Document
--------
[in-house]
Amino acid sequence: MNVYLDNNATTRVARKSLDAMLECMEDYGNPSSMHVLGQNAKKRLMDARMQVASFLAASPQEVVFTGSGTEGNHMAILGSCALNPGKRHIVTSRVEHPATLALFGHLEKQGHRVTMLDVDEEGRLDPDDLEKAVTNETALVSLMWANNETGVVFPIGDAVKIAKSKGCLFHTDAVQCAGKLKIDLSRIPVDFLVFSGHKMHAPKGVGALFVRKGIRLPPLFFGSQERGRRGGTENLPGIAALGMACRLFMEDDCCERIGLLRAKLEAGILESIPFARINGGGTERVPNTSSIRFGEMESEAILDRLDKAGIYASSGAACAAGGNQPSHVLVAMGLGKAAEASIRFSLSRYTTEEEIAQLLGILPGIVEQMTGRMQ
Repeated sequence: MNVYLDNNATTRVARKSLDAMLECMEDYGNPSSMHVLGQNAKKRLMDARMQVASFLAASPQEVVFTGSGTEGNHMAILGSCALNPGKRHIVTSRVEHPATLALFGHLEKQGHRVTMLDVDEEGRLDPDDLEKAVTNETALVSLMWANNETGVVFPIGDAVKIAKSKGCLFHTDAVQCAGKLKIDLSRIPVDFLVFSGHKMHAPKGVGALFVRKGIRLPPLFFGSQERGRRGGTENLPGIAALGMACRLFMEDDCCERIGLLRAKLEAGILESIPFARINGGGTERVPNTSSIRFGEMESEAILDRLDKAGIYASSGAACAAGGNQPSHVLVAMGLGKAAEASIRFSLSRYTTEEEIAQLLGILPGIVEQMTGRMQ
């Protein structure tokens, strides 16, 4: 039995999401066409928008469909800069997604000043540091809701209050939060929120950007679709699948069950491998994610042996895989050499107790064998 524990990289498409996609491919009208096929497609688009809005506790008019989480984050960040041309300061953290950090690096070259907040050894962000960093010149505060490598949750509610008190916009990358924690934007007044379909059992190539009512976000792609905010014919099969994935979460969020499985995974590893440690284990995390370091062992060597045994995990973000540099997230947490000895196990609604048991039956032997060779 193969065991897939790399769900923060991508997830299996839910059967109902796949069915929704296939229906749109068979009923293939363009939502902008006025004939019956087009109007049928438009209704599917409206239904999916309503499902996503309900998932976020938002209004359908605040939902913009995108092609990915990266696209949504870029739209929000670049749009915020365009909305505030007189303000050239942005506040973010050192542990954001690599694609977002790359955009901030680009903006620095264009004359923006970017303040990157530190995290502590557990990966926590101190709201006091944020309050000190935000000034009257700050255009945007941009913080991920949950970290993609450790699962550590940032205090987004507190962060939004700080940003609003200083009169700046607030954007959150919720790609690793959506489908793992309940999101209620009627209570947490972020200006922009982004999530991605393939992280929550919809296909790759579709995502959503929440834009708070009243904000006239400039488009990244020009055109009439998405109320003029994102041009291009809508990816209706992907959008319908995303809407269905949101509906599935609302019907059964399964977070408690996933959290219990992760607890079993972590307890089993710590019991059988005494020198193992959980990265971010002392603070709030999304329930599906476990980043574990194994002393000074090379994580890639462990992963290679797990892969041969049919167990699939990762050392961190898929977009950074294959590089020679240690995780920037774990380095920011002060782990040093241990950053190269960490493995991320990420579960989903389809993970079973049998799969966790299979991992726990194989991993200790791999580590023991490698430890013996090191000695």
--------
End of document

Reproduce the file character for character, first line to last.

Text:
[in-house]
Amino acid sequence: MNVYLDNNATTRVARKSLDAMLECMEDYGNPSSMHVLGQNAKKRLMDARMQVASFLAASPQEVVFTGSGTEGNHMAILGSCALNPGKRHIVTSRVEHPATLALFGHLEKQGHRVTMLDVDEEGRLDPDDLEKAVTNETALVSLMWANNETGVVFPIGDAVKIAKSKGCLFHTDAVQCAGKLKIDLSRIPVDFLVFSGHKMHAPKGVGALFVRKGIRLPPLFFGSQERGRRGGTENLPGIAALGMACRLFMEDDCCERIGLLRAKLEAGILESIPFARINGGGTERVPNTSSIRFGEMESEAILDRLDKAGIYASSGAACAAGGNQPSHVLVAMGLGKAAEASIRFSLSRYTTEEEIAQLLGILPGIVEQMTGRMQ
Repeated sequence: MNVYLDNNATTRVARKSLDAMLECMEDYGNPSSMHVLGQNAKKRLMDARMQVASFLAASPQEVVFTGSGTEGNHMAILGSCALNPGKRHIVTSRVEHPATLALFGHLEKQGHRVTMLDVDEEGRLDPDDLEKAVTNETALVSLMWANNETGVVFPIGDAVKIAKSKGCLFHTDAVQCAGKLKIDLSRIPVDFLVFSGHKMHAPKGVGALFVRKGIRLPPLFFGSQERGRRGGTENLPGIAALGMACRLFMEDDCCERIGLLRAKLEAGILESIPFARINGGGTERVPNTSSIRFGEMESEAILDRLDKAGIYASSGAACAAGGNQPSHVLVAMGLGKAAEASIRFSLSRYTTEEEIAQLLGILPGIVEQMTGRMQ
């Protein structure tokens, strides 16, 4: 039995999401066409928008469909800069997604000043540091809701209050939060929120950007679709699948069950491998994610042996895989050499107790064998 524990990289498409996609491919009208096929497609688009809005506790008019989480984050960040041309300061953290950090690096070259907040050894962000960093010149505060490598949750509610008190916009990358924690934007007044379909059992190539009512976000792609905010014919099969994935979460969020499985995974590893440690284990995390370091062992060597045994995990973000540099997230947490000895196990609604048991039956032997060779 193969065991897939790399769900923060991508997830299996839910059967109902796949069915929704296939229906749109068979009923293939363009939502902008006025004939019956087009109007049928438009209704599917409206239904999916309503499902996503309900998932976020938002209004359908605040939902913009995108092609990915990266696209949504870029739209929000670049749009915020365009909305505030007189303000050239942005506040973010050192542990954001690599694609977002790359955009901030680009903006620095264009004359923006970017303040990157530190995290502590557990990966926590101190709201006091944020309050000190935000000034009257700050255009945007941009913080991920949950970290993609450790699962550590940032205090987004507190962060939004700080940003609003200083009169700046607030954007959150919720790609690793959506489908793992309940999101209620009627209570947490972020200006922009982004999530991605393939992280929550919809296909790759579709995502959503929440834009708070009243904000006239400039488009990244020009055109009439998405109320003029994102041009291009809508990816209706992907959008319908995303809407269905949101509906599935609302019907059964399964977070408690996933959290219990992760607890079993972590307890089993710590019991059988005494020198193992959980990265971010002392603070709030999304329930599906476990980043574990194994002393000074090379994580890639462990992963290679797990892969041969049919167990699939990762050392961190898929977009950074294959590089020679240690995780920037774990380095920011002060782990040093241990950053190269960490493995991320990420579960989903389809993970079973049998799969966790299979991992726990194989991993200790791999580590023991490698430890013996090191000695």